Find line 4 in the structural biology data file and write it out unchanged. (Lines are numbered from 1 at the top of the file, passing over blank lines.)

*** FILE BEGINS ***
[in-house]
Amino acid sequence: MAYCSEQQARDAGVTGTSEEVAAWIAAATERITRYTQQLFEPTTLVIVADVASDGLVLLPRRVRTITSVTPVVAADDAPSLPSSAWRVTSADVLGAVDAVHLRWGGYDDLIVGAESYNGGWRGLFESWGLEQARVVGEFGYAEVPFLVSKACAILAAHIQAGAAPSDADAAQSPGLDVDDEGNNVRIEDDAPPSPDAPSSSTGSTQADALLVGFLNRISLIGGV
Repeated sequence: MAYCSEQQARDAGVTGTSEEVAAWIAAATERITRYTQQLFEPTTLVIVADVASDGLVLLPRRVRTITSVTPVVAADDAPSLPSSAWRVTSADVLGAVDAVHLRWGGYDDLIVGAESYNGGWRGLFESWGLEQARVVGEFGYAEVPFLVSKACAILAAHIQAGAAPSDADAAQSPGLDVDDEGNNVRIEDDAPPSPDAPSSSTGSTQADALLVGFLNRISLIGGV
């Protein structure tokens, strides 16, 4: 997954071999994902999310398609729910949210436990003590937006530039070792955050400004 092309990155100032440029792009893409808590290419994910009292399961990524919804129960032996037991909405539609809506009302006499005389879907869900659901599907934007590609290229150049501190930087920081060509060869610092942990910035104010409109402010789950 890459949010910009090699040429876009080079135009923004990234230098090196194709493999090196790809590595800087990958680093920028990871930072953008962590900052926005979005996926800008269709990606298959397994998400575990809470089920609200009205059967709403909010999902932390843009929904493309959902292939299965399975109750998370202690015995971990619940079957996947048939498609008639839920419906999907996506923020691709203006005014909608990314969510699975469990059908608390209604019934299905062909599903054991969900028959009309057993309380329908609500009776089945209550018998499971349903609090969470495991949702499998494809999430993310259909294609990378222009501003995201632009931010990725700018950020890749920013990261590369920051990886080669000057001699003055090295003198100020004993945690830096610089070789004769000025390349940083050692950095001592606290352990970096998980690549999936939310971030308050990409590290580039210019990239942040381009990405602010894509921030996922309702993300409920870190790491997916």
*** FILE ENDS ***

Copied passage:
């Protein structure tokens, strides 16, 4: 997954071999994902999310398609729910949210436990003590937006530039070792955050400004 092309990155100032440029792009893409808590290419994910009292399961990524919804129960032996037991909405539609809506009302006499005389879907869900659901599907934007590609290229150049501190930087920081060509060869610092942990910035104010409109402010789950 890459949010910009090699040429876009080079135009923004990234230098090196194709493999090196790809590595800087990958680093920028990871930072953008962590900052926005979005996926800008269709990606298959397994998400575990809470089920609200009205059967709403909010999902932390843009929904493309959902292939299965399975109750998370202690015995971990619940079957996947048939498609008639839920419906999907996506923020691709203006005014909608990314969510699975469990059908608390209604019934299905062909599903054991969900028959009309057993309380329908609500009776089945209550018998499971349903609090969470495991949702499998494809999430993310259909294609990378222009501003995201632009931010990725700018950020890749920013990261590369920051990886080669000057001699003055090295003198100020004993945690830096610089070789004769000025390349940083050692950095001592606290352990970096998980690549999936939310971030308050990409590290580039210019990239942040381009990405602010894509921030996922309702993300409920870190790491997916």